while it is barely noticeable in the eastern Baltic Sea.
Longitude and latitude
Iceland extends over the following geographical latitude (abbreviation Δφ)
and geographical longitude (abbreviation Δλ):
|Δφ = from 63 ° 23 'to 66 ° 32' north latitude
Δλ = from 13 ° 30 'to 24 ° 32' west longitude
You can find detailed information on this subject under: Geographical
longitude and latitude.
For Iceland, the following value applies to Central European Time (CET), i.e.
the time (without summer time) in Germany, Austria and Switzerland. A minus sign
means that it is earlier there and a plus sign that it is later than after CET:
More detailed explanations of the time can be found under: Time zones, time.
Highest sun in Reykjavik
Reykjavik lies at a northern latitude of around φ = 64 ° (exactly: 64 ° 09
If the sun is at the tropic, i.e. at δ = 23.5 °, summer will start in Reykjavik,
this is June 21. Then, for the highest position of the sun around noon,
according to Eq. 1 (see position of the sun).
64 ° = (90 ° - h) + 23.5 °
At 49.5 °, the sun in Reykjavik has the highest level of the entire year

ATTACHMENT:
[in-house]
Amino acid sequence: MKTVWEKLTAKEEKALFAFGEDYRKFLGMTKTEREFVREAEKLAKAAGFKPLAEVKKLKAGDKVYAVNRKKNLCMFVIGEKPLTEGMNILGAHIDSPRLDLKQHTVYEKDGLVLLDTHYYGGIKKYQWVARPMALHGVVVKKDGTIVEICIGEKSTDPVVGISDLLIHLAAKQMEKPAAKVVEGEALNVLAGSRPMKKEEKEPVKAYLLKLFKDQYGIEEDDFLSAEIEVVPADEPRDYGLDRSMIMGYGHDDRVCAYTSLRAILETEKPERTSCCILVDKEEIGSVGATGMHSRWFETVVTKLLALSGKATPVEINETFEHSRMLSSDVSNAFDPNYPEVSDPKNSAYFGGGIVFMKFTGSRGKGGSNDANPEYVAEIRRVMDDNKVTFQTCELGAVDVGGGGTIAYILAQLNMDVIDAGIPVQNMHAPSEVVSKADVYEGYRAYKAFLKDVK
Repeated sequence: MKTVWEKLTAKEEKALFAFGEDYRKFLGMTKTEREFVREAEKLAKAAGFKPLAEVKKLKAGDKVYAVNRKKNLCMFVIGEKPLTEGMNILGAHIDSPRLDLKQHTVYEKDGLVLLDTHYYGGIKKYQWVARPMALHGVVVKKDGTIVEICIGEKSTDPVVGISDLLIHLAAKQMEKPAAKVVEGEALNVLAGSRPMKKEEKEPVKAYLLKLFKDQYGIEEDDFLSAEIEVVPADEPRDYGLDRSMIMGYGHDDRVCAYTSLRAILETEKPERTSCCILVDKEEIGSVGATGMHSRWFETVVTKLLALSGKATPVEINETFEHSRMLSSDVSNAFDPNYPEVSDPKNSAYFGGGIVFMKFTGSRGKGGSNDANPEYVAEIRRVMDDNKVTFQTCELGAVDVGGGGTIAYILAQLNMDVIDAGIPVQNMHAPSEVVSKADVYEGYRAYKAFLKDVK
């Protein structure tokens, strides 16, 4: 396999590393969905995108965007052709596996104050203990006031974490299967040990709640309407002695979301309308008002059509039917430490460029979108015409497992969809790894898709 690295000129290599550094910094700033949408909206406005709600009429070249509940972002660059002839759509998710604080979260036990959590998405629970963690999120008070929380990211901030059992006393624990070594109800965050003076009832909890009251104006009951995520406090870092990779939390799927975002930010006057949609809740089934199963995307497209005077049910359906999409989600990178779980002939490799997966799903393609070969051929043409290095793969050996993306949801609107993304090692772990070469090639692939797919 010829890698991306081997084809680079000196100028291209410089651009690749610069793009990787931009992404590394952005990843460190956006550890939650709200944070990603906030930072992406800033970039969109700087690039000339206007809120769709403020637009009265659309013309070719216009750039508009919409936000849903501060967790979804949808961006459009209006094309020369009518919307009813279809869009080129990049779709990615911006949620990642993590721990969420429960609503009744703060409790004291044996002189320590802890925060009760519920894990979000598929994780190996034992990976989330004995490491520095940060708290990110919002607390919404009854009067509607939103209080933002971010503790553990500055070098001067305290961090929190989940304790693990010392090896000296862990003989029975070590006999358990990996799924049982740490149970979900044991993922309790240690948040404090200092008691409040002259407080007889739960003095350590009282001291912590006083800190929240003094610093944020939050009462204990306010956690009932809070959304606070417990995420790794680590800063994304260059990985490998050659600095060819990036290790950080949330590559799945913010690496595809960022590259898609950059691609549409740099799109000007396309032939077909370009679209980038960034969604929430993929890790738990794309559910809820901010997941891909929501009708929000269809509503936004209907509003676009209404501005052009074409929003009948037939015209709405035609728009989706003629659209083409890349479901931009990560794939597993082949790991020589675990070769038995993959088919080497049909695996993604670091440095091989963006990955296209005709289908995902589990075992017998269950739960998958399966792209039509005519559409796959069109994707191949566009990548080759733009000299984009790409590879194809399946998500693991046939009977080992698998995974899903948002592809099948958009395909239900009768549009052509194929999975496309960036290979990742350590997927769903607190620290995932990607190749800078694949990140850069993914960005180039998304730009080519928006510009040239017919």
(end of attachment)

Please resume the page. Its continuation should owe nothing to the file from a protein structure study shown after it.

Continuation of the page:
above the horizon (more precisely: above the horizon). On December 21st, when
the sun or its pixel is at the tropic (-23.5 °), the sun only comes 2.5 ° above
the horizon according to the above equation.
It is worth noting the fact that there are around 140 volcanoes in Iceland,
30 of which are active. Numerous volcanoes are also glaciated. It is therefore
not without good reason that Iceland is often referred to as the island of fire
The Katla is almost at the southern tip of the island. The 1,450 m high mountain
is considered one of the most active volcanoes in Iceland. A large part of it is
covered by the 580 km² large Mýrdals Glacier (Mýrdalsjökull).
The mountain is located a little less than 30 km east of the Eyjafjalla, with
which it is connected by underground magma flows. It is to be feared that it
will break out a few weeks or months after its outbreak on, but then with
significantly greater local and international effects.
The particular danger of these volcanoes covered by thick glacial ice is the